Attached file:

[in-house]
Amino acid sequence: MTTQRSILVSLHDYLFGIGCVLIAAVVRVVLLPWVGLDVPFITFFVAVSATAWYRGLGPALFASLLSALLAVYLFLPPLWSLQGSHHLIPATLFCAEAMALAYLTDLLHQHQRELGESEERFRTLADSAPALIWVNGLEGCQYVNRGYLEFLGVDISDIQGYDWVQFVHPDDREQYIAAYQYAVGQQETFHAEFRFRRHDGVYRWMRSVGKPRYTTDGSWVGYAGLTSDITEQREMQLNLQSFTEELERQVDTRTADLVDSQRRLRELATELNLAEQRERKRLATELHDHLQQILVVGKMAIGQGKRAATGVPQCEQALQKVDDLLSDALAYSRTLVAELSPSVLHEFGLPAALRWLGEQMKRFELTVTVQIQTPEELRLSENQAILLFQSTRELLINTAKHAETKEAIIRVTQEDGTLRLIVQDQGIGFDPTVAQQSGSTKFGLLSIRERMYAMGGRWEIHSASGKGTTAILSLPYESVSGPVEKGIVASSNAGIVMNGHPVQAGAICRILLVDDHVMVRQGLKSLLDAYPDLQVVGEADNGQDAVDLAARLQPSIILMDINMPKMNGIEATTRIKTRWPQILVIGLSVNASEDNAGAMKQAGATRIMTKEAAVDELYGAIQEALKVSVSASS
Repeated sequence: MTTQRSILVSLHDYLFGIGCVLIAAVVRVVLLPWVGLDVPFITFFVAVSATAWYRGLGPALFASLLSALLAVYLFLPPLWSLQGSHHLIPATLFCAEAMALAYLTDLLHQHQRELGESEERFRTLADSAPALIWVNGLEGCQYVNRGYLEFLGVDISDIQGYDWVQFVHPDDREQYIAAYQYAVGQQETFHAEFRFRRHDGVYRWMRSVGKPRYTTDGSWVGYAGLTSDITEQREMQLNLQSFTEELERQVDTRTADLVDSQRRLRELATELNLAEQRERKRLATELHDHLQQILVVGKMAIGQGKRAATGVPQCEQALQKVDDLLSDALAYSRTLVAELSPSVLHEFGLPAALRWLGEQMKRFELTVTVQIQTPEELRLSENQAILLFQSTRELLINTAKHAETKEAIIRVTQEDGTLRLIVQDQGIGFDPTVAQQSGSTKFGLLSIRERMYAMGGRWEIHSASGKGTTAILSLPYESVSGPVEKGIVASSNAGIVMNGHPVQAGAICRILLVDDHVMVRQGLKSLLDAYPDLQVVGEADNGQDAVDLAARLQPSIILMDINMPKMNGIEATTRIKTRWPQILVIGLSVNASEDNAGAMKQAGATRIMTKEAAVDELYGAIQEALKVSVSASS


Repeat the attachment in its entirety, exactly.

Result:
[in-house]
Amino acid sequence: MTTQRSILVSLHDYLFGIGCVLIAAVVRVVLLPWVGLDVPFITFFVAVSATAWYRGLGPALFASLLSALLAVYLFLPPLWSLQGSHHLIPATLFCAEAMALAYLTDLLHQHQRELGESEERFRTLADSAPALIWVNGLEGCQYVNRGYLEFLGVDISDIQGYDWVQFVHPDDREQYIAAYQYAVGQQETFHAEFRFRRHDGVYRWMRSVGKPRYTTDGSWVGYAGLTSDITEQREMQLNLQSFTEELERQVDTRTADLVDSQRRLRELATELNLAEQRERKRLATELHDHLQQILVVGKMAIGQGKRAATGVPQCEQALQKVDDLLSDALAYSRTLVAELSPSVLHEFGLPAALRWLGEQMKRFELTVTVQIQTPEELRLSENQAILLFQSTRELLINTAKHAETKEAIIRVTQEDGTLRLIVQDQGIGFDPTVAQQSGSTKFGLLSIRERMYAMGGRWEIHSASGKGTTAILSLPYESVSGPVEKGIVASSNAGIVMNGHPVQAGAICRILLVDDHVMVRQGLKSLLDAYPDLQVVGEADNGQDAVDLAARLQPSIILMDINMPKMNGIEATTRIKTRWPQILVIGLSVNASEDNAGAMKQAGATRIMTKEAAVDELYGAIQEALKVSVSASS
Repeated sequence: MTTQRSILVSLHDYLFGIGCVLIAAVVRVVLLPWVGLDVPFITFFVAVSATAWYRGLGPALFASLLSALLAVYLFLPPLWSLQGSHHLIPATLFCAEAMALAYLTDLLHQHQRELGESEERFRTLADSAPALIWVNGLEGCQYVNRGYLEFLGVDISDIQGYDWVQFVHPDDREQYIAAYQYAVGQQETFHAEFRFRRHDGVYRWMRSVGKPRYTTDGSWVGYAGLTSDITEQREMQLNLQSFTEELERQVDTRTADLVDSQRRLRELATELNLAEQRERKRLATELHDHLQQILVVGKMAIGQGKRAATGVPQCEQALQKVDDLLSDALAYSRTLVAELSPSVLHEFGLPAALRWLGEQMKRFELTVTVQIQTPEELRLSENQAILLFQSTRELLINTAKHAETKEAIIRVTQEDGTLRLIVQDQGIGFDPTVAQQSGSTKFGLLSIRERMYAMGGRWEIHSASGKGTTAILSLPYESVSGPVEKGIVASSNAGIVMNGHPVQAGAICRILLVDDHVMVRQGLKSLLDAYPDLQVVGEADNGQDAVDLAARLQPSIILMDINMPKMNGIEATTRIKTRWPQILVIGLSVNASEDNAGAMKQAGATRIMTKEAAVDELYGAIQEALKVSVSASS